Above the corner of Grinstead and Bardstown in Louisville’s Highlands neighborhood stands a billboard that has surely bewildered many passersby, not to mention angered many who have deciphered its true message.
“Not everyone who is gay is happy. You have options,” reads the billboard, which recently was vandalized with a dissenting reply in large black letters: “WTF.”
The billboard belongs to Abba’s Delight, a local Christian ministry that believes homosexual acts are a sin. The ministry was once an affiliate of Exodus International, a large national organization that led the “ex-gay” movement to “cure” people of being gay. Exodus president Alan Chambers shut down the group last summer, admitting that homosexuality is not a choice and apologizing for the torment they inflicted on so many people who received their brand of “conversion therapy.”
Abba’s Delight director Daniel Mingo claims they don’t try to “cure” people of same-sex attractions, rather “disciplining them to live a life of sexual purity.” In other words, don’t ever have sex, unless it’s with the opposite-gendered spouse that you’re not attracted to.
On Friday, a group of 60 marched to the sign for a protest rally, incensed that such a hateful message was placed in a heavily LGBT-populated neighborhood that is a short walk from three gay bars. Down the street at one of those establishments, Big Bar, the protesters gathered for the march, with the stereo playing ABBA songs. (“Abba” is the Hebrew word for “father,” as the ministry wasn’t named after the ’70s Swedish pop group with a large gay following.)
The protest was organized by Zanne Koehne, a mentor of LGBT youth at the Louisville Youth Group who is trying to get the owner of the billboard space, CBS Outdoor, to take the billboard down. While Koehne says people are split on that specific action, the protest was about showing “a physical manifestation of the solidarity of our gay community.”
“In my opinion, that sign doesn’t need to be up,” Koehne told LEO. “But half of the community here thinks it should be up, because of their First Amendment right to express yourself. Half of the community thinks it should come down because of the horrible views it portrays. But what we all agree on at the end of the day is that the message is wrong.”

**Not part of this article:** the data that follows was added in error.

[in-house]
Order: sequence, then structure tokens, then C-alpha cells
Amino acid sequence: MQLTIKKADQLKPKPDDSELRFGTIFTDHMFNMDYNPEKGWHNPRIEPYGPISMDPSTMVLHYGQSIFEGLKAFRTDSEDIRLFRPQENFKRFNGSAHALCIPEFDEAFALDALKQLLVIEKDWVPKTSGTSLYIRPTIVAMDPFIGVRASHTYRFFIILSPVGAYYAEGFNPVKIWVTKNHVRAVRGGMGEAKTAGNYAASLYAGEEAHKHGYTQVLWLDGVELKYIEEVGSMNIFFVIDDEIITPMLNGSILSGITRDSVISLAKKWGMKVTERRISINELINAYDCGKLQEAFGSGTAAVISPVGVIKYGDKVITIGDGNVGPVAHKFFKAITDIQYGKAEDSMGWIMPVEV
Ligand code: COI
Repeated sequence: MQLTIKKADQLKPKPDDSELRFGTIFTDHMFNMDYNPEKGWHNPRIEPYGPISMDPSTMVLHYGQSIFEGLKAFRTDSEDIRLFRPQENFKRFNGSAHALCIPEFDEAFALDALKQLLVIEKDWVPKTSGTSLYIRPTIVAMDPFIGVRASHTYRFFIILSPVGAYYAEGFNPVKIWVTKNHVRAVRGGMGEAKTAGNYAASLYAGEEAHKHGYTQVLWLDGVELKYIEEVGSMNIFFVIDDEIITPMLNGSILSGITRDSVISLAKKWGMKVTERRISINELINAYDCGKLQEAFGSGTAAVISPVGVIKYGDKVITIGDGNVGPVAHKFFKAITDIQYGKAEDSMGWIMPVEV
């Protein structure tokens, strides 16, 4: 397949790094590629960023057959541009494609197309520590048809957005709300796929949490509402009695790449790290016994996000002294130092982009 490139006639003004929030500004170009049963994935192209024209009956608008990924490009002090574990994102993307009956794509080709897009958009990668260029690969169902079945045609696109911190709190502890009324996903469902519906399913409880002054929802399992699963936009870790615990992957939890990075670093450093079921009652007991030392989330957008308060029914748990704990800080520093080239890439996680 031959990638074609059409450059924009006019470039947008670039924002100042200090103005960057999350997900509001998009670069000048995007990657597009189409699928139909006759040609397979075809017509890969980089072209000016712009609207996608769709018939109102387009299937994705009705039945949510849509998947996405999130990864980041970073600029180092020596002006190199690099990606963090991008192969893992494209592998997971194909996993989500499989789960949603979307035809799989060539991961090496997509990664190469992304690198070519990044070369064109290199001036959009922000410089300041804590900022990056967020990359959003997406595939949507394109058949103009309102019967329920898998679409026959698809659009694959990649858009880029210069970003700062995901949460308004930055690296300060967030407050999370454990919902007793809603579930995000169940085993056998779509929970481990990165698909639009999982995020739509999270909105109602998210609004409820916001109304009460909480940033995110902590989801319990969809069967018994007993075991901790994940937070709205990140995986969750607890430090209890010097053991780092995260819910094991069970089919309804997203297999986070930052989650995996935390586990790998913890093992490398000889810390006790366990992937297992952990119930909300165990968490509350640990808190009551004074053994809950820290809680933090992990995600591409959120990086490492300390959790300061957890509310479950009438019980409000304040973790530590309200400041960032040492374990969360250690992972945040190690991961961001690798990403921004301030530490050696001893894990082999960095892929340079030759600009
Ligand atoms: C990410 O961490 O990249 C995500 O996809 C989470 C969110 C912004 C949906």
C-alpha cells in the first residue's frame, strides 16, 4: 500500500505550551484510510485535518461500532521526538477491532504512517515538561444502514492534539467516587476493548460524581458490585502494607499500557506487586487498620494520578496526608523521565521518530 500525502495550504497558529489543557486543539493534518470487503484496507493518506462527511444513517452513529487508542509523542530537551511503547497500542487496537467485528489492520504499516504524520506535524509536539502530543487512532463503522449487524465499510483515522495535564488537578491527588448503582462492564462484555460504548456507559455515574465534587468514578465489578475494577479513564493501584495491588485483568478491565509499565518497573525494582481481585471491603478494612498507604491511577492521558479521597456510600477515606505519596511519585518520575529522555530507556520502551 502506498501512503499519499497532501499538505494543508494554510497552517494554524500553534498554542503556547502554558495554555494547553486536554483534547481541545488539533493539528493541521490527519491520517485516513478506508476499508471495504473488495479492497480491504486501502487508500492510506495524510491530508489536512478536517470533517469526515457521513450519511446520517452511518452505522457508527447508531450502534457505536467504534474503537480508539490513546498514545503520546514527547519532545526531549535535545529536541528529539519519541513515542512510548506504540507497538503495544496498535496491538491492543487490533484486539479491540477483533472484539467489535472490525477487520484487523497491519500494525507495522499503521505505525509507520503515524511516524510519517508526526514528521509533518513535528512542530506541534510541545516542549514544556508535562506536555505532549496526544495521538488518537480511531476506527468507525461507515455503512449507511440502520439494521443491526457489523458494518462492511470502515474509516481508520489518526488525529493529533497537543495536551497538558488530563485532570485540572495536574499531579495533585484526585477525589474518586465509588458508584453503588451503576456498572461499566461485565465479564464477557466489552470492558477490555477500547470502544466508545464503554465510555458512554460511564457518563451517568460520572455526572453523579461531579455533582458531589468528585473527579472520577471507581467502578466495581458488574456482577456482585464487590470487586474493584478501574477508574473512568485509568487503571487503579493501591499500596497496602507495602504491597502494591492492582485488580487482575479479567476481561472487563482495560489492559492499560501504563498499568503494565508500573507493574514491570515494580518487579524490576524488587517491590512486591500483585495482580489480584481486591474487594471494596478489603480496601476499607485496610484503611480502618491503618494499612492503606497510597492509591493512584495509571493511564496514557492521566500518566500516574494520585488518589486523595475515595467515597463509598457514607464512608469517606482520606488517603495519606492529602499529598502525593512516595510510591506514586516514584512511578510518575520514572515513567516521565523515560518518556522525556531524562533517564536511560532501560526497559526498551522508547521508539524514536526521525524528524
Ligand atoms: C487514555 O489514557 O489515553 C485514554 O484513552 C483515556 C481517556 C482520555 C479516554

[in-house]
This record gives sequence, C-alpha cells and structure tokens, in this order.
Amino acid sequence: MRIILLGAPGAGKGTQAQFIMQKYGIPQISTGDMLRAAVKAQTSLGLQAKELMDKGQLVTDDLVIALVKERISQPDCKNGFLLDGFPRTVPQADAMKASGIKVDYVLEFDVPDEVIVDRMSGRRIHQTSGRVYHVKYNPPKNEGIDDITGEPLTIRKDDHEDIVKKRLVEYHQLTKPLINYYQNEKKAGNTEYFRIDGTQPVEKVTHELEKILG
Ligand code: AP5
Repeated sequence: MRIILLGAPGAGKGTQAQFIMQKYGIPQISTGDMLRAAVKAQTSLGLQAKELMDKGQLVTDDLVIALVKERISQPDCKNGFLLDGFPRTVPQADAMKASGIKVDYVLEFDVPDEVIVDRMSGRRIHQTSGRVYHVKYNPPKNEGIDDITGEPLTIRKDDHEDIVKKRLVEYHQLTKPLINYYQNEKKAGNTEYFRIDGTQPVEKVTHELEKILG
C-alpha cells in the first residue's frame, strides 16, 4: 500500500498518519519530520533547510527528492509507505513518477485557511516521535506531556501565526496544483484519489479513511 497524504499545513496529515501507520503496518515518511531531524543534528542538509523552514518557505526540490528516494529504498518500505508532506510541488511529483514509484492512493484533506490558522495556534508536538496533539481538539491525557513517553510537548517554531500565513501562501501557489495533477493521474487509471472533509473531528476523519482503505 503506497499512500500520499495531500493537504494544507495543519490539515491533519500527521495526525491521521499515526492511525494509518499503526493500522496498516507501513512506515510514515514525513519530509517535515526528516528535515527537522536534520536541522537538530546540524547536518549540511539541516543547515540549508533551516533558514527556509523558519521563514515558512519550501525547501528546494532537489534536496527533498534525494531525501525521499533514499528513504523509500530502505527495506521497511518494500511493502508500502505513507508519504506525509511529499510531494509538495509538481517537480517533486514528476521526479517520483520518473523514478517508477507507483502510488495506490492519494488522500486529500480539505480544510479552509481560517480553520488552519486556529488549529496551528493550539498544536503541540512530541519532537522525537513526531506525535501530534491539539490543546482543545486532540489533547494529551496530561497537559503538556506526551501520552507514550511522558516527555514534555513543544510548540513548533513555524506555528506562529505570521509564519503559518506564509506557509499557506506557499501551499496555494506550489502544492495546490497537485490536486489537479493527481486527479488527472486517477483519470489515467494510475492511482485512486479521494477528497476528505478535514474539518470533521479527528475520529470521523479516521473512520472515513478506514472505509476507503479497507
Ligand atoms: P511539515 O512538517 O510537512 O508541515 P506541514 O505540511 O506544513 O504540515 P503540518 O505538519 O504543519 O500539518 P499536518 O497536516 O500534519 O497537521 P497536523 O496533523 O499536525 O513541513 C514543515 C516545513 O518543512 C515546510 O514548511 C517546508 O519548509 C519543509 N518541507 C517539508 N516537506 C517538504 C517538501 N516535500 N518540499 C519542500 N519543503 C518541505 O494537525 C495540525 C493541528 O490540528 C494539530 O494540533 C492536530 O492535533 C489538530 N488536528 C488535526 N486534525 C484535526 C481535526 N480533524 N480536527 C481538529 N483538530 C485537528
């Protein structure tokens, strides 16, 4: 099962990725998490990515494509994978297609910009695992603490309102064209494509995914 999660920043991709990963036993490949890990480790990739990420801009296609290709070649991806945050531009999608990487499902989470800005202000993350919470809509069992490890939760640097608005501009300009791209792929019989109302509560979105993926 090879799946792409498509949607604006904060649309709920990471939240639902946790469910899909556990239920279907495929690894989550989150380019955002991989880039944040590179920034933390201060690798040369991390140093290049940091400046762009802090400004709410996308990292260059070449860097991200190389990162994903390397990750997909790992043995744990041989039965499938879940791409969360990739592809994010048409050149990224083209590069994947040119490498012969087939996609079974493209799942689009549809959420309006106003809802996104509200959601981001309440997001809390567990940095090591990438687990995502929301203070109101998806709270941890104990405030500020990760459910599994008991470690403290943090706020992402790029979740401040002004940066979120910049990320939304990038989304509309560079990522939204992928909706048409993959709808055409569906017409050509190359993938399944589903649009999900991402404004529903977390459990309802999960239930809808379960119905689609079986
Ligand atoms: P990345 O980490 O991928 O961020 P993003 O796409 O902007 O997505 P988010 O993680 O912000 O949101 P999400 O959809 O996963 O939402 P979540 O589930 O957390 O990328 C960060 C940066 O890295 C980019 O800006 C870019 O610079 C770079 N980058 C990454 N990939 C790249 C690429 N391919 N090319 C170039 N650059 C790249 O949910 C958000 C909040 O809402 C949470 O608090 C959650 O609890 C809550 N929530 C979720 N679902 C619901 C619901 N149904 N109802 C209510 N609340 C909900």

Koehne said she could understand why a person would want to vandalize the billboard, but the march and rally was a more constructive way to stand up against Abba’s Delight and support the LGBT community.
“Many people want to deface the billboard, but we want to take a healthier approach, where we express our opinion positively,” said Koehne. “Defacing it doesn’t help anyone in the long run.”
The group walked a few blocks down Bardstown Road from Big Bar to the billboard, chanting, “We’re gay and we’re happy!” Crossing Grinstead Drive, a man stopped at a red light shouted out supportively, “I’ll pull that damn sign down for you!”
More than 20 people spoke through a megaphone to the crowd gathered in the parking lot below the billboard, blasting Abba’s Delight’s conclusion that there is something inherently wrong with LGBT people that needs to be fixed, and that such views are the actual root of why so many gay people are not, in fact, “happy.”
Elizabeth Stith — the new director of Louisville Youth Group, which has served more than a thousand LGBT young people facing an unsafe home or school environment in its 23 years of operation — says signs such as this only make her work harder.
“Believe me, they’ve seen it and they’re talking about it,” said Stith. “And I hope they don’t ever have to see something like this again.”
Melissa Love spoke of the high suicide rate among LGBT adolescents, adding that she lives in a state where she still cannot marry the woman she loves.
“Signs like this make homosexuals feel like it’s a disease, it’s a deficit,” said Love. “It’s not. It’s not an illness, it’s not a disease. It’s, like, I have green eyes, and I’m gay.”
Love’s fiancée, Erin Brock, said she hoped the two young boys they are raising will not grow up to see a world where people are confronted with such a belittling message. “When they are older, I want them to look back and just see this as a part of history,” said Brock. “I don’t want them to have to fight anymore. I want the fight to be over, because everything will just be equal.”
Other speakers mentioned the horrors of intolerance they had to deal with in their lives: a closeted brother committing suicide; a forced exorcism at 14 years old to expel the gay “demon” inside her; a career in the Air Force spent hiding in order to avoid expulsion; and parents kicking them out of the house once they decided to come out.
The last speaker was a young man who just came out three weeks ago, thanking the crowd for the show of support in the face of messages like that of Abba’s Delight.
“All of these people are here for you!” was shouted from the crowd. “We’ve all got your back!”